The Senior Capstone is a Beautiful Gift
Written by Paul Kearney
I’d already taken over fifty credits for Hillsdale’s Core requirements, some of which I excelled in, and others which challenged me from start to finish. As I have endured and (mostly) conquered, it is nice to have a refresher of the Core’s values as I embark upon my senior year.
Yet, when I think back, I remember where I sat in each one of those classes. I remember whether or not the professor’s voice was a drawl or engaging. As I take the final steps of my senior year, I can’t help but ask myself why I remembered all of my classes. Not only that, but what did I remember about them?
They’re easy questions to answer. I remember Dr. Miles Smith’s southern accent and jokes as he guided us through the main ideas of Western Heritage. I don’t remember most of the documents we covered, yet I remember the values we discussed, like character and its relation to self-government. I remember Great Books with Dr. Kelly Franklin, as I listened to him talk about his love for his daughter as well as discuss Dante’s “Divine Comedy.” I remember how he took a moment of silence before each class and the sense of peace that followed.
The list goes on. Each class gave me something different, whether through the content I was taught or in the values the professors portrayed.
I didn’t know until I took the Senior Capstone just how much I’ve learned during my four years here. Dr. David Stewart presented the Capstone to us History Majors through a series of six lectures, each covering a different document from the Western Heritage textbook. In these documents, we revisited old ideas that I had almost forgotten about from classes like Western Heritage. As the first Core class most students take, we discuss ideas such as: are there limits to believing anything we want? Is self-control the mark of a good ruler? Does it matter if rights come from government or tradition? As Hillsdale students, we often discuss these ideas during our freshman or sophomore years, but we must be wary of the dangerous tendency to overlook them as our classes become more specific or our majors less philosophical.
College President Larry Arnn delivered four additional lectures to the entire senior class. The lectures each covered four of Hillsdale’s principle values: learning, character, freedom, and God. While it was my first time hearing these lectures, it came as an interesting revelation to me when I realized that these ideas were nothing new. When Dr. Arnn defined a person with good character as someone who, “when things are hard, they will do the right thing at cost to themselves,” I knew he was “correct.” I’d seen it play out a million times before. In fact, it’s been completely integrated into my life at Hillsdale, whether in my classes or interactions with fellow students.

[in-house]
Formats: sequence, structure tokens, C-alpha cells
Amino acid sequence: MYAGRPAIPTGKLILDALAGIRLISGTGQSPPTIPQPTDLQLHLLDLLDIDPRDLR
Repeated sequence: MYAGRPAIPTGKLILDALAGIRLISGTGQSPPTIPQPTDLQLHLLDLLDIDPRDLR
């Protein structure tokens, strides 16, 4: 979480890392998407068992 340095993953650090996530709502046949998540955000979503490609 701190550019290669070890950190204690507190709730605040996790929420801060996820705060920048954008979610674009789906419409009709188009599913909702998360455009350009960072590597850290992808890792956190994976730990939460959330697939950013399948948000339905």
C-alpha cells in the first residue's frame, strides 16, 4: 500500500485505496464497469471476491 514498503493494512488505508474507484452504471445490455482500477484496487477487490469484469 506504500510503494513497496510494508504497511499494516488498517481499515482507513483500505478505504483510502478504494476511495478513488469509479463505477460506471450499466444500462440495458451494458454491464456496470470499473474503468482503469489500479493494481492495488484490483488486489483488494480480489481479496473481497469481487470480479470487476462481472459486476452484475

I had seen men do the right thing at great cost to themselves within the halls of Simpson Residence during my freshman year. When struggles met young men in Simpson, my RAs would stay up for hours helping or talking to them, sacrificing sleep and their own studies. It came out in my Great Books 1 class through Dr. Franklin’s very demeanor. He patiently waited for us to offer explanations for literature passages, then would smile and say, “I like that,” and proceed to explain to us why we were wrong. He was gracious and kind, even in the midst of frustrated freshmen struggling to grasp Dante.
The same goes for learning, freedom, and God. In the Capstone class, Dr. Arnn did not teach us anything new; he cemented old ideas into our minds so that we can bring them with us outside the walls of Hillsdale College.
The Capstone has given the senior class a beautiful opportunity. Many of us have completed the Core, or at least its most foundational classes such as Western Heritage, Great Books 1 & 2, Philosophy, and Western Theological Tradition. Our chances to discuss the ideas from these courses have come to pass within the classroom, and for many, they risk the threat of laying idle upon our graduation. Hillsdale College has ensured through the Capstone that this is not the case.
As a senior taking his last few courses at Hillsdale, I know this class will propel me into the “real world” equipped with a love for learning, a solid character, a sense of freedom, and the desire to follow God. While it will be difficult to employ these ideals in a society that tends to undervalue them, Hillsdale’s motto serves as my guide through all walks of life: “Strength rejoices in the challenge.”
Paul Kearney, ’20, is a history major local to Hillsdale, MI. You can find him reading, listening to indie music, or preparing for his next road trip while he procrastinates on term papers.
Published in January 2020